For many organisations, 'big data' is a term that carries varying degrees of relevance. But for the US federal government, which deals with an incomprehensible amount of information on a daily basis, these two words have come to represent a very real and growing problem. Fortunately, according to a recent Forbes article by Hilary Kramer, cloud-based technology may be the answer to the fed's data dilemma.
Kramer, one of Wall Street's top equity analysts and investment managers, discussed today's very real need to be able to "sift through, maintain and catalogue just about every bit of information that comes to and from an enterprise – from e-mail to PDFs to streaming video." This is also true of the federal government. According to a directive signed by President Obama two years ago (Presidential Directive M-12-18), federal agencies will be required to "manage both permanent and temporary email records in an accessible electronic format" by 2016.
This is where the cloud could make a very real difference.
What is the cloud, and how can it help me?
The cloud, in basic terms, is an Internet service that utilises remote servers to store and process information. The big advantage of the cloud, in terms of satisfying the government's big data needs, is its ability to organise and archive huge amounts of information. This alone would save the government massive amounts of money by dramatically reducing the need for expensive hardware to store data onsite.
According to Kramer, the Department of the Interior (DOI), one of the federal government's largest agencies, is currently looking to shift their data management into the cloud. The DOI recently entered into a contract with IQ Business Group (IQBG), a company that offers cloud solutions for managing big data. Utilising IQBG's software as a service (SaaS) platform, the eight-year, $53 million (£32.68 million) contract is expected to provide the DOI annual savings of $100 million (£61.66 million).
The amazing eERDMS system
As far as the cloud computing capabilities of the platform known as the email, Enterprise Records, and Document Management System (eERDMS) are concerned, Kramer says that the platform "captures and auto-classifies (stores in folders according to subject) 100% of a staggering 75 million emails per month."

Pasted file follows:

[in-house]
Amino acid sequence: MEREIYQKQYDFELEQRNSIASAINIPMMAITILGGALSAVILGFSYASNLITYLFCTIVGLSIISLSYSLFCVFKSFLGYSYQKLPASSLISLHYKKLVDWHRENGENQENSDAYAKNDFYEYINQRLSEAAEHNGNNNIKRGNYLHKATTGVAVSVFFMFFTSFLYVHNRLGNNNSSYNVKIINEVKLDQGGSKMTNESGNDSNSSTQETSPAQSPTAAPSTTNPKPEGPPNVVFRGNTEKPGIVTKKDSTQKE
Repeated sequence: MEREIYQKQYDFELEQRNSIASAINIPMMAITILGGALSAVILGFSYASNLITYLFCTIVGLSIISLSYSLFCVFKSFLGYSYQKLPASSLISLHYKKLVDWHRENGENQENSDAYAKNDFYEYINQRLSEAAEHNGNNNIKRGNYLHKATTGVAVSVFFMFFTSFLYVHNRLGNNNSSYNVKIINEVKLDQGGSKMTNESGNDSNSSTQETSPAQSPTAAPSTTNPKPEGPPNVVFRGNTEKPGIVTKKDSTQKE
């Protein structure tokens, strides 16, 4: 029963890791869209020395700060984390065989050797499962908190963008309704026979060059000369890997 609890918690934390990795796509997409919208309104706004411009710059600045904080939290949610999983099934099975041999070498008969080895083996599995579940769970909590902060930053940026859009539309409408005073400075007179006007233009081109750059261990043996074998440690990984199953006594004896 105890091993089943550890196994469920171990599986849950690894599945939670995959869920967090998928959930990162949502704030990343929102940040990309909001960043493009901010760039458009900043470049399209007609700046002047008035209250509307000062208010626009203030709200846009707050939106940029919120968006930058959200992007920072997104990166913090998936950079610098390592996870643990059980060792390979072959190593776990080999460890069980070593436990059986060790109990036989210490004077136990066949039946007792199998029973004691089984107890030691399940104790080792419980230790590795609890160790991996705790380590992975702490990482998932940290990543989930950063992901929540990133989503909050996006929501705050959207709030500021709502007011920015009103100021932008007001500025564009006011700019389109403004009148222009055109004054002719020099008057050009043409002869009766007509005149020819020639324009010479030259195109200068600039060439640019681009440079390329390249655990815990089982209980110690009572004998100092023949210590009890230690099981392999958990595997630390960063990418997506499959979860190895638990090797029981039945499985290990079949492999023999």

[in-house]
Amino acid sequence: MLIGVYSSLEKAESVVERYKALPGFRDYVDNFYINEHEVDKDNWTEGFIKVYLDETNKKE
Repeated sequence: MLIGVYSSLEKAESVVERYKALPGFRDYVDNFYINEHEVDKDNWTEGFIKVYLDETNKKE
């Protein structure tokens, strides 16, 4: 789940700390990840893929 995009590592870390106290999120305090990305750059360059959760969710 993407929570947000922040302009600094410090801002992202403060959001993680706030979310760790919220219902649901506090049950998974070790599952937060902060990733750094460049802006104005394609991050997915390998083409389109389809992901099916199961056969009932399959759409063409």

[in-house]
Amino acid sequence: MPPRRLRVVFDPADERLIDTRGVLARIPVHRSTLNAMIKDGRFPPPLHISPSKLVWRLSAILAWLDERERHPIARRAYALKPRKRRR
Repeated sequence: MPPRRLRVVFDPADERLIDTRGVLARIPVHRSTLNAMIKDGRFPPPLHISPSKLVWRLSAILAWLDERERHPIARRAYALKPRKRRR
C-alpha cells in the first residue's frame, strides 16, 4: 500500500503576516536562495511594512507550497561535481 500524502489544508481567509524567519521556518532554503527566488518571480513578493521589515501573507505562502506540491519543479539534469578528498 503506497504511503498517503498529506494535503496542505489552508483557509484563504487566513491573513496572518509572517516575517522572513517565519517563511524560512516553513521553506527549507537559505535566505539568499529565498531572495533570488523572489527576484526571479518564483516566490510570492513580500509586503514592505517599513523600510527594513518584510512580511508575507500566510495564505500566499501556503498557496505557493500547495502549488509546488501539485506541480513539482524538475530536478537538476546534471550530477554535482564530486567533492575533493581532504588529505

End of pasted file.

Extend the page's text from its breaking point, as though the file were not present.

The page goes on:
Equally impressive is the fact that IQBG was able to get eERDMS up and running for the DOI in only 45 days - a feat that further underscores the cost-saving benefits of software-based solutions.
Michael Beck, IQBG's CEO, noted in the Forbes article that IQBG's contract with the DOI makes his company "the first to provide a comprehensive solution for e-mail archiving and journaling for an entire cabinet level agency." In addressing the proprietary nature of the eERDMS platform, Beck pointed out that IQBG's competitors don't have "a fully-integrated product in production like ours that includes auto-classification, record keeping and eDiscovery support."
That kind of technology, along with the DOI contract, has helped IQBG expand its reach, attracting more and more state, local and higher education clients within the public sector. According to Beck, since the company started offering the SaaS platform a few years ago, revenues have increased by over 100 per cent.
In addition, Beck notes that the total information captured and processed by IQBG has grown from 10-15 terabytes in 2012, to an estimated 75 terabytes. That's pretty impressive, given that just one terabyte (1,000GB) is said to be the equivalent of 143 million pages of stored Microsoft Word documents.
Ever-increasing cloud demand
Based on a number of factors - particularly the success of those enterprises that have already adopted the technology - demand for cloud-based governance solutions is steadily on the rise, with no end in sight. An online community of Federal IT execs known as the MeriTalk Cloud Computing Exchange, which recently estimated that the shift from onsite to cloud-based systems could reduce government IT costs by $12 billion (£7.4 billion) annually, supports this trend.
In closing, the author noted that some IT managers are hesitating to commit to cloud database systems due to concerns that sensitive data could be compromised by hacking and poaching. In addressing the issue of security in the cloud, particularly for the DOI, CEO Michael Beck said that IQBG security was "like Fort Knox". The cloud is "private", he said, and remains positioned behind the DOI's own secure firewall.
As IT managers come to recognise that storing, managing and processing data on offsite servers is efficient, economical and safe, more and more enterprises will come to know the benefits of relocating big data to the cloud.
Gil Allouche is the vice president of marketing at Qubole. Gil began his marketing career as a product strategist at SAP while earning his MBA at Babson College and is a former software engineer.
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